Heritage Restoration, Inc.

Downsizing Your Life

­At some point we down size or just can’t do it anymore.  We go through cycles of fitting our lives into a car to not being able to navigate through a shed from stuff overload.  I’ve talked with family about moving from a house to an apartment and what happens to the tool and supply inventory.  What is enough?  I can’t imagine making a choice of what is necessary, but someday I’ll have to.  What tools and inventory do you need?

 

Sort out the tools and supplies.  Make piles according to use and favorites.

How often do you need each one?

Can you consolidate?  Redundancies?

Good tools vs. nostalgia?

Are they broken?

Would anyone appreciate them?  Some old tools are cherished and could be valuable.

If you are moving, what is your responsibility for maintenance?

What do practically, for fun, or for futzing?

 

If you are downsizing from a basement, garage, and a shed to a closet, consider these tools:

Toolbox- Size depends on amount of stuff.  There are toolboxes good to stand or sit on and some even with wheels.  Consider consolidating into multiple uses, as well as an ability to stack.

Hammer, 14 oz finish is fine, smaller is OK too.  You are not framing houses….

Screwdriver(s)- get the one with many bit choices in the cap or on the side.

Handsaws- I have a universal saw with a disposable blade.  It is good for everything, like plastic and wood.  I also have a really good aggressive blade saw that folds into the handle.

Pry bars- a small one for fine work, then a bigger wonder bar for more aggressive work.

Drill bit and driver kit- The kits can have all the drill bits and drivers you need.  Get a good case, because if you lose a single piece you can buy one to replace it.  If the case breaks, then everything gets scattered.

Files- Metal and wood.  Only keep good, sharp files.  If it’s old, toss it.

Drill- I have many conversations about what is necessary.  If you ask the retailer, most will say bigger is better.  I say hogwash.  Few homeowners need the 18v drill and driver kit. I good 12v drill is lightweight and give you all the power you need.  They have a drill mode and a clutch mode, and some even have hammer drill settings for masonry. The clutch mode prevents over driving or stripping of screws.  This does not hurt the drill.  Always take the battery out of the charger when done, or you will shorten the battery’s life.  You no longer have to run the power completely out of the battery.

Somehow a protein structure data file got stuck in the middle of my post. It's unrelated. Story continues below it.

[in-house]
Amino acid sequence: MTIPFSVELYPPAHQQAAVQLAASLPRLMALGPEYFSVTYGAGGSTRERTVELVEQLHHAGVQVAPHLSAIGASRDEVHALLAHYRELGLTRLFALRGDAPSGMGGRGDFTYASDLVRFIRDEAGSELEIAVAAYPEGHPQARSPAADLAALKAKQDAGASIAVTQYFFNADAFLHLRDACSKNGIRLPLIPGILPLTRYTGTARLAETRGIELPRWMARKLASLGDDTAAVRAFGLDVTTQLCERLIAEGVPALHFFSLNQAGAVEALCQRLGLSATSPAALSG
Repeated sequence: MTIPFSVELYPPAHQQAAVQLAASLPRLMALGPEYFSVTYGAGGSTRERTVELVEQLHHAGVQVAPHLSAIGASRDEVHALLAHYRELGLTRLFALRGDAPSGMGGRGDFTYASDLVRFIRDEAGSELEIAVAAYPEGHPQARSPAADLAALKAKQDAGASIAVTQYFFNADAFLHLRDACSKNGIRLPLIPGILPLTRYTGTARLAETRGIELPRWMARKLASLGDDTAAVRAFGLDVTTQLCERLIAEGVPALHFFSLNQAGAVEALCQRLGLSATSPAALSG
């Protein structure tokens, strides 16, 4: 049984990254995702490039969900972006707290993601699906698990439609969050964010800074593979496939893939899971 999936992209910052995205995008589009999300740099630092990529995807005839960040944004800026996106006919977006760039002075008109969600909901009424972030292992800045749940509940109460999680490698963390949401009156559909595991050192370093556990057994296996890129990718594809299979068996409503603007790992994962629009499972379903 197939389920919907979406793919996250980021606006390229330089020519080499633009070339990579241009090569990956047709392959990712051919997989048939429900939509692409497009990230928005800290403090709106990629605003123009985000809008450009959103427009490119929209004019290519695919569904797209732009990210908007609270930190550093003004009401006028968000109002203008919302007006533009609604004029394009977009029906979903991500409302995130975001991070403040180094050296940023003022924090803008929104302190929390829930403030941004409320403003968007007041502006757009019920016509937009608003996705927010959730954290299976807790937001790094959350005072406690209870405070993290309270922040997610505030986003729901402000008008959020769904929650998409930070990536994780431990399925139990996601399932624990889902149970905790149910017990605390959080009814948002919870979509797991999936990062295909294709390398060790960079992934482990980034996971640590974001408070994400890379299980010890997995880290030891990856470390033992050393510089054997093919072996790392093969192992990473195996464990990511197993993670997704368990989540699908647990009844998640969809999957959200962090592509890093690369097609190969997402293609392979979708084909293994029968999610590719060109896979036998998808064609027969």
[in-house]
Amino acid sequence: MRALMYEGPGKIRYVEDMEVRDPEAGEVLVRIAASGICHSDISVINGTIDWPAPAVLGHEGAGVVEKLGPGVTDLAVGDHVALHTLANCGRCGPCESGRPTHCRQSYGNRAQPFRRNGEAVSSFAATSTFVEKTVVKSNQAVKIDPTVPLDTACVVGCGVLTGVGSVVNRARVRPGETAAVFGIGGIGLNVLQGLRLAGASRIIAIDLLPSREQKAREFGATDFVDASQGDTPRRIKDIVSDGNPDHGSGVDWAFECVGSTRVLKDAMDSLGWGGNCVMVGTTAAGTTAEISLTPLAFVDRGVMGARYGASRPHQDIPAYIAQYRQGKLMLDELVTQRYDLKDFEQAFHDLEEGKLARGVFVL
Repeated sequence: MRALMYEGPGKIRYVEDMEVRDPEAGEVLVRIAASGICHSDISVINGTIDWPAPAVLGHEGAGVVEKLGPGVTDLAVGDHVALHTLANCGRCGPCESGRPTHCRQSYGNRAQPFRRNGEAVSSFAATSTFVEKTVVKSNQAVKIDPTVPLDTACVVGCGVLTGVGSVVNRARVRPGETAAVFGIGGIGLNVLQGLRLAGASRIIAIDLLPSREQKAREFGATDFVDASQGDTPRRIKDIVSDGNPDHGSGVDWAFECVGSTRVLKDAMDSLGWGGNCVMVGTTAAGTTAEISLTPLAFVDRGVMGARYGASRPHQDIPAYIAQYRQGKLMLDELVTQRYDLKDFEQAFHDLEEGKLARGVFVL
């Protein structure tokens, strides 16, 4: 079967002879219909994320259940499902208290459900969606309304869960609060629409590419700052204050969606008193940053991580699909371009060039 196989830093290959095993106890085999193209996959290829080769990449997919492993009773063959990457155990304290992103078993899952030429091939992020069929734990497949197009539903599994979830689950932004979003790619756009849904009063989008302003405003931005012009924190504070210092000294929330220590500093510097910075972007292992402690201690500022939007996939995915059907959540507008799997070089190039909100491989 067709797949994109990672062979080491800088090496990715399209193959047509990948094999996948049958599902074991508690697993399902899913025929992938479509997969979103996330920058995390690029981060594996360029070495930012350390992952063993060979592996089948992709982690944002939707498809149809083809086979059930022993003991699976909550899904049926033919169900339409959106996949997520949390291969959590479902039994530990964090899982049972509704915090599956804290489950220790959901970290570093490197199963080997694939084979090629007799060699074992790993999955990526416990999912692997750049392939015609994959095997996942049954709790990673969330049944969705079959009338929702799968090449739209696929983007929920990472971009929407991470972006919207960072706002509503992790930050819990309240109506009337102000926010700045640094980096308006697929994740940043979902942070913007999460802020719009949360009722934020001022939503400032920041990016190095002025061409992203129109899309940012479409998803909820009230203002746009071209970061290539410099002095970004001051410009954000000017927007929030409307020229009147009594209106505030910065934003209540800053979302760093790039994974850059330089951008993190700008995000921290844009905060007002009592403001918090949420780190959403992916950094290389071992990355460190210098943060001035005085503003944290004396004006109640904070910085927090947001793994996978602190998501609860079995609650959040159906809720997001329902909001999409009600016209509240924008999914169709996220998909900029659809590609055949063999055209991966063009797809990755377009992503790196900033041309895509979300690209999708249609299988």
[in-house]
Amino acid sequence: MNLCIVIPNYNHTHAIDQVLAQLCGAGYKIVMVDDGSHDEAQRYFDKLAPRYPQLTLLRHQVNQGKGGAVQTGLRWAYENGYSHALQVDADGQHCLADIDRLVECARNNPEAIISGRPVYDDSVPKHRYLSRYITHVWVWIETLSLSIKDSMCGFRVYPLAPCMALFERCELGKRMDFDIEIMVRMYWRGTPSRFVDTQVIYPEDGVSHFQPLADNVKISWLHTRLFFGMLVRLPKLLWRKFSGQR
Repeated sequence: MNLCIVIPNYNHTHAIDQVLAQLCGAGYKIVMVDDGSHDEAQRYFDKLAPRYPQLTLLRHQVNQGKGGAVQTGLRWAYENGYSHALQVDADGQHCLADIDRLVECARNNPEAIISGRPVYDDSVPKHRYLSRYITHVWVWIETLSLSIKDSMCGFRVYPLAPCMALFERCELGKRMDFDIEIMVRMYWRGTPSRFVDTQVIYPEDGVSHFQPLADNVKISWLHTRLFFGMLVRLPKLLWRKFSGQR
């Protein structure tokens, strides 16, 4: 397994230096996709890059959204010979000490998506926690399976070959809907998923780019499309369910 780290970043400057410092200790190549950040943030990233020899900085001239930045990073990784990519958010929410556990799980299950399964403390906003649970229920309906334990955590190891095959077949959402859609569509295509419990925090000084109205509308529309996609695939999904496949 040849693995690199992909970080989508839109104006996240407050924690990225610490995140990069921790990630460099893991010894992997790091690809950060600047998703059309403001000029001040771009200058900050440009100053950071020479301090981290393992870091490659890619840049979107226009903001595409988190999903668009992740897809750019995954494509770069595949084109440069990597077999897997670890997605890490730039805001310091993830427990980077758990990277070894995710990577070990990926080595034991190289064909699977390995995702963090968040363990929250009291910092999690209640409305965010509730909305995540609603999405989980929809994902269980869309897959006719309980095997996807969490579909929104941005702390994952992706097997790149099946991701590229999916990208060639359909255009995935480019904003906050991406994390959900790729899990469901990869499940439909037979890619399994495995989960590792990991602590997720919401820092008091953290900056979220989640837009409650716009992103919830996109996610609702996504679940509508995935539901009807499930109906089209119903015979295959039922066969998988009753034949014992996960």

Fasteners- This is where I will have a problem in paring down.  We have parachute bags to hold them, although I have become partial to a fishing tackle box to hold miscellaneous fasters.

Ratchets and Wrenches- I love my 180-piece kit from the classic place.  It has everything I need within reason, even allen wrenches.  It also stacks well.

Painting Stuff- Keep your good buckets, brushes, roller pan, sanding block, a few tarps, roller handle, 5&1, and a couple buckets.  Clean tarps are good for covering or sliding furniture.  Have a toolbox for that too.

 

The “can’t part with bigger tools” is a tough one, but the reality is most are readily available.  You can do a lot with just a jigsaw and circular saw.  Rental supply centers can provide everything from reciprocating saws, to chop boxes, to table saws, nail guns and air compressors.  Consider pooling with neighbors.  Each can have a big item.  When you do get rid of your stuff there is plenty of need out there.  Young family members just starting out, friends, vocational high schools, or youth training groups are all fine places to give your precious inventories to.

 

The trick is how to keep busy when you can’t futz anymore.  I personally (and perhaps my wife too) fear that day but it will happen.  I hope that I can focus my efforts on something smaller than a house.  Not like knitting or something, but rather another refined hobby that gives me the same stand back and enjoy sort of feeling.  Perhaps there is a boat in a bottle or building a skyscraper out of matchsticks in my future, but at least I will have the basic tool kit to make those types of projects happen.  Or if I have any luck, my small apartment will have some loose trim or a leaky faucet.

 

But I can’t fret, there is a future beyond my tools and supplies.  It’s just stuff after all.

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